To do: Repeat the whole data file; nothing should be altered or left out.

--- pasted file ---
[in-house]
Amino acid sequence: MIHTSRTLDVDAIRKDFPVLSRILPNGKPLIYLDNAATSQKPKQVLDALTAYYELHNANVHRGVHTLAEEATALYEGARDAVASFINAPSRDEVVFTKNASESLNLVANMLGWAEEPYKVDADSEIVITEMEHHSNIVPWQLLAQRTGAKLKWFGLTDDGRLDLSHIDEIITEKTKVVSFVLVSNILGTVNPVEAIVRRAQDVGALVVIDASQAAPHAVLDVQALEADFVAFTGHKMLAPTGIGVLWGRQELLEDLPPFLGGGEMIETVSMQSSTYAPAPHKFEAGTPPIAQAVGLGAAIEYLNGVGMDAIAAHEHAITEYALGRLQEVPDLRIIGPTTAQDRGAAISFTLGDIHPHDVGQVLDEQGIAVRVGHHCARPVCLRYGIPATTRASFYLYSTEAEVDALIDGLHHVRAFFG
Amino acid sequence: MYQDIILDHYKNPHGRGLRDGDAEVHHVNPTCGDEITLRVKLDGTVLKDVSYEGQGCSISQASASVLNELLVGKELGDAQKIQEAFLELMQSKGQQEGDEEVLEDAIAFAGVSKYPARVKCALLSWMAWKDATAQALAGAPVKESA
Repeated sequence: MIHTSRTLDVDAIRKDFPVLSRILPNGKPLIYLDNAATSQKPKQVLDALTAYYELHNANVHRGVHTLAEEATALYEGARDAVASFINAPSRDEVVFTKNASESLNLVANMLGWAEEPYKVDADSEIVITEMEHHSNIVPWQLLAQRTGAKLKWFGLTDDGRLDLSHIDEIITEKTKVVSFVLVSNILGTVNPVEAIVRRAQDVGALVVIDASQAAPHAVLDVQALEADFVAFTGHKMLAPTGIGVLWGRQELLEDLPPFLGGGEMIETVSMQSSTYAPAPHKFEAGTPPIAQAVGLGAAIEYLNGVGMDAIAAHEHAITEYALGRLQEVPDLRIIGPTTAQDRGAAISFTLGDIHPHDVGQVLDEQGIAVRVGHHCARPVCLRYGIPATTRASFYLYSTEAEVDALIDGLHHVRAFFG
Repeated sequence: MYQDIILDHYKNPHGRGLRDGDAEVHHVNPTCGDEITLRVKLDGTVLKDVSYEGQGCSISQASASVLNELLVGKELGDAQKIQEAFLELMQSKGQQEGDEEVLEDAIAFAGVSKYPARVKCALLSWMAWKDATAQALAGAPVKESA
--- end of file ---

[in-house]
Amino acid sequence: MIHTSRTLDVDAIRKDFPVLSRILPNGKPLIYLDNAATSQKPKQVLDALTAYYELHNANVHRGVHTLAEEATALYEGARDAVASFINAPSRDEVVFTKNASESLNLVANMLGWAEEPYKVDADSEIVITEMEHHSNIVPWQLLAQRTGAKLKWFGLTDDGRLDLSHIDEIITEKTKVVSFVLVSNILGTVNPVEAIVRRAQDVGALVVIDASQAAPHAVLDVQALEADFVAFTGHKMLAPTGIGVLWGRQELLEDLPPFLGGGEMIETVSMQSSTYAPAPHKFEAGTPPIAQAVGLGAAIEYLNGVGMDAIAAHEHAITEYALGRLQEVPDLRIIGPTTAQDRGAAISFTLGDIHPHDVGQVLDEQGIAVRVGHHCARPVCLRYGIPATTRASFYLYSTEAEVDALIDGLHHVRAFFG
Amino acid sequence: MYQDIILDHYKNPHGRGLRDGDAEVHHVNPTCGDEITLRVKLDGTVLKDVSYEGQGCSISQASASVLNELLVGKELGDAQKIQEAFLELMQSKGQQEGDEEVLEDAIAFAGVSKYPARVKCALLSWMAWKDATAQALAGAPVKESA
Repeated sequence: MIHTSRTLDVDAIRKDFPVLSRILPNGKPLIYLDNAATSQKPKQVLDALTAYYELHNANVHRGVHTLAEEATALYEGARDAVASFINAPSRDEVVFTKNASESLNLVANMLGWAEEPYKVDADSEIVITEMEHHSNIVPWQLLAQRTGAKLKWFGLTDDGRLDLSHIDEIITEKTKVVSFVLVSNILGTVNPVEAIVRRAQDVGALVVIDASQAAPHAVLDVQALEADFVAFTGHKMLAPTGIGVLWGRQELLEDLPPFLGGGEMIETVSMQSSTYAPAPHKFEAGTPPIAQAVGLGAAIEYLNGVGMDAIAAHEHAITEYALGRLQEVPDLRIIGPTTAQDRGAAISFTLGDIHPHDVGQVLDEQGIAVRVGHHCARPVCLRYGIPATTRASFYLYSTEAEVDALIDGLHHVRAFFG
Repeated sequence: MYQDIILDHYKNPHGRGLRDGDAEVHHVNPTCGDEITLRVKLDGTVLKDVSYEGQGCSISQASASVLNELLVGKELGDAQKIQEAFLELMQSKGQQEGDEEVLEDAIAFAGVSKYPARVKCALLSWMAWKDATAQALAGAPVKESA